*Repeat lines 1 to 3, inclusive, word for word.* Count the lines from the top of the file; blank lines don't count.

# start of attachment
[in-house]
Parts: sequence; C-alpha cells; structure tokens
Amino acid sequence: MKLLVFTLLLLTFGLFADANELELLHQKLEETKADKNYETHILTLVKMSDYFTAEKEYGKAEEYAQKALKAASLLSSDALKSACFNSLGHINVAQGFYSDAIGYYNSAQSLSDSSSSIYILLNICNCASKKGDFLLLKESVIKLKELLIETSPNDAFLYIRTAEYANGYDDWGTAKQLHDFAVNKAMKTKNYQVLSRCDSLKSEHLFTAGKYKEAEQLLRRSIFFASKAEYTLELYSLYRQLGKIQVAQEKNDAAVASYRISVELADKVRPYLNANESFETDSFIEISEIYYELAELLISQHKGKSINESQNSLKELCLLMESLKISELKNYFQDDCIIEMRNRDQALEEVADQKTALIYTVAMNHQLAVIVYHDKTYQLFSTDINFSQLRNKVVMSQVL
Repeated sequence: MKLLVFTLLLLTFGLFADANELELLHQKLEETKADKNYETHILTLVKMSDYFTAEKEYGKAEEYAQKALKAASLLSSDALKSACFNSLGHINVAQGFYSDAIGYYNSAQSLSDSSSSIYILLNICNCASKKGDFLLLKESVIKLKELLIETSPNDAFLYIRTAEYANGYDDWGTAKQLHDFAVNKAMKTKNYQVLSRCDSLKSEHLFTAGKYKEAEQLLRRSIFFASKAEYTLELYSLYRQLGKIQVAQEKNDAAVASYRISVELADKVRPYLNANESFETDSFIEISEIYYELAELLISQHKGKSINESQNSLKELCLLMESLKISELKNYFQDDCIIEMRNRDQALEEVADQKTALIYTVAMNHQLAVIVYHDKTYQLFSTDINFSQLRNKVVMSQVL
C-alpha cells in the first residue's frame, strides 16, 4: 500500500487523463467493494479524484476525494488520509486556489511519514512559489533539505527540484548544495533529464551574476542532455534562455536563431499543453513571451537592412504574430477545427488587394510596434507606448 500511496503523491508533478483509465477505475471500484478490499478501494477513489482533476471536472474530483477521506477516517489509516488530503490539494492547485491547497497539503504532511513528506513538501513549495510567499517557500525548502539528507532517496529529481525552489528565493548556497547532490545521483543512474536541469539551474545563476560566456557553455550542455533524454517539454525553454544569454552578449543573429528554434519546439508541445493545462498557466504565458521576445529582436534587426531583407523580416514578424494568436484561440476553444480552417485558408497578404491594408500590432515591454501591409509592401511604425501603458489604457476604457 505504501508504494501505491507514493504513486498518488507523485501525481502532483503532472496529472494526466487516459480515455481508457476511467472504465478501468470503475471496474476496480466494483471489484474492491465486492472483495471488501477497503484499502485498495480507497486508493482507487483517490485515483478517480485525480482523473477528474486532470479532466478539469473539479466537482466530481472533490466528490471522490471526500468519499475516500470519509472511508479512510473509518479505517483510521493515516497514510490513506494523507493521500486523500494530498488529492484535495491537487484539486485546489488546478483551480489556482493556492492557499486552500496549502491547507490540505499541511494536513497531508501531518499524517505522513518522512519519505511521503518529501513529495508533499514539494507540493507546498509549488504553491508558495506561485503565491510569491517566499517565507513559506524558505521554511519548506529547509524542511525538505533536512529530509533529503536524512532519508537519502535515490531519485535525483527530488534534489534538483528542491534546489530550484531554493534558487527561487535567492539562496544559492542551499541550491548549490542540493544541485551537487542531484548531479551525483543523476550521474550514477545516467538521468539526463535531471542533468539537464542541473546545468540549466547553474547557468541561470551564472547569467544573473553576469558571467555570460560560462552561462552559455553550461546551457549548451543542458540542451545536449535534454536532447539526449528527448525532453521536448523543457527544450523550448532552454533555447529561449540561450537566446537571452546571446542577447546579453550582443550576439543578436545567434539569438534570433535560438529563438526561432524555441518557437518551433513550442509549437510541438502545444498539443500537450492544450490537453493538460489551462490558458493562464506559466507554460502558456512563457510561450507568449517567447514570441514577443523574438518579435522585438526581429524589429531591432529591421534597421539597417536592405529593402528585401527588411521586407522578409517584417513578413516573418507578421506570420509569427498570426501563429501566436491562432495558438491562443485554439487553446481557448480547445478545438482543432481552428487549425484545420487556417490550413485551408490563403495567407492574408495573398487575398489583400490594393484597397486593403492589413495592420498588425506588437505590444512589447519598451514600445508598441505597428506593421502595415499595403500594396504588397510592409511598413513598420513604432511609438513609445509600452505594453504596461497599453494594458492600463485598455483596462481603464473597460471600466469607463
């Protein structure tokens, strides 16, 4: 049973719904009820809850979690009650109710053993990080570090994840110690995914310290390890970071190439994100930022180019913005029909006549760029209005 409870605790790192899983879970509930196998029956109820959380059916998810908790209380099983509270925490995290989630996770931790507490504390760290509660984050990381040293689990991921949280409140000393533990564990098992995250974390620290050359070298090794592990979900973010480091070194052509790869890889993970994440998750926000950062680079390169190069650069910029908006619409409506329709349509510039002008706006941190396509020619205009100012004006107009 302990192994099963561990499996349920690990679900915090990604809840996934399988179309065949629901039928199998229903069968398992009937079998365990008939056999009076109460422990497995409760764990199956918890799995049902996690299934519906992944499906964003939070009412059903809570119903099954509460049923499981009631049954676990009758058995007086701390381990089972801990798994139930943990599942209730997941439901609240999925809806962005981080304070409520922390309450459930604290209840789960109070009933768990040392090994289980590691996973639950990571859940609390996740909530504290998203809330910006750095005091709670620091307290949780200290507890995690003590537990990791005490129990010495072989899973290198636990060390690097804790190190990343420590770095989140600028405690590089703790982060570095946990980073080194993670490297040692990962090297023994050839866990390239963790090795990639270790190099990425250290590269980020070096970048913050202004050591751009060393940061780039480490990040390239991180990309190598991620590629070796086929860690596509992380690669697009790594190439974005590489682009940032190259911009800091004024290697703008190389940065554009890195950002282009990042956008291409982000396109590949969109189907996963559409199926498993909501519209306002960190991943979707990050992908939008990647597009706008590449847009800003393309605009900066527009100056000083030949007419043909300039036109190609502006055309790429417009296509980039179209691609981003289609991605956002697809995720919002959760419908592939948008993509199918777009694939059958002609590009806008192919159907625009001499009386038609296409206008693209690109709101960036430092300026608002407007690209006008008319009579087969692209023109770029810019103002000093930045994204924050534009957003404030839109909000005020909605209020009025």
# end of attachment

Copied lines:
[in-house]
Parts: sequence; C-alpha cells; structure tokens
Amino acid sequence: MKLLVFTLLLLTFGLFADANELELLHQKLEETKADKNYETHILTLVKMSDYFTAEKEYGKAEEYAQKALKAASLLSSDALKSACFNSLGHINVAQGFYSDAIGYYNSAQSLSDSSSSIYILLNICNCASKKGDFLLLKESVIKLKELLIETSPNDAFLYIRTAEYANGYDDWGTAKQLHDFAVNKAMKTKNYQVLSRCDSLKSEHLFTAGKYKEAEQLLRRSIFFASKAEYTLELYSLYRQLGKIQVAQEKNDAAVASYRISVELADKVRPYLNANESFETDSFIEISEIYYELAELLISQHKGKSINESQNSLKELCLLMESLKISELKNYFQDDCIIEMRNRDQALEEVADQKTALIYTVAMNHQLAVIVYHDKTYQLFSTDINFSQLRNKVVMSQVL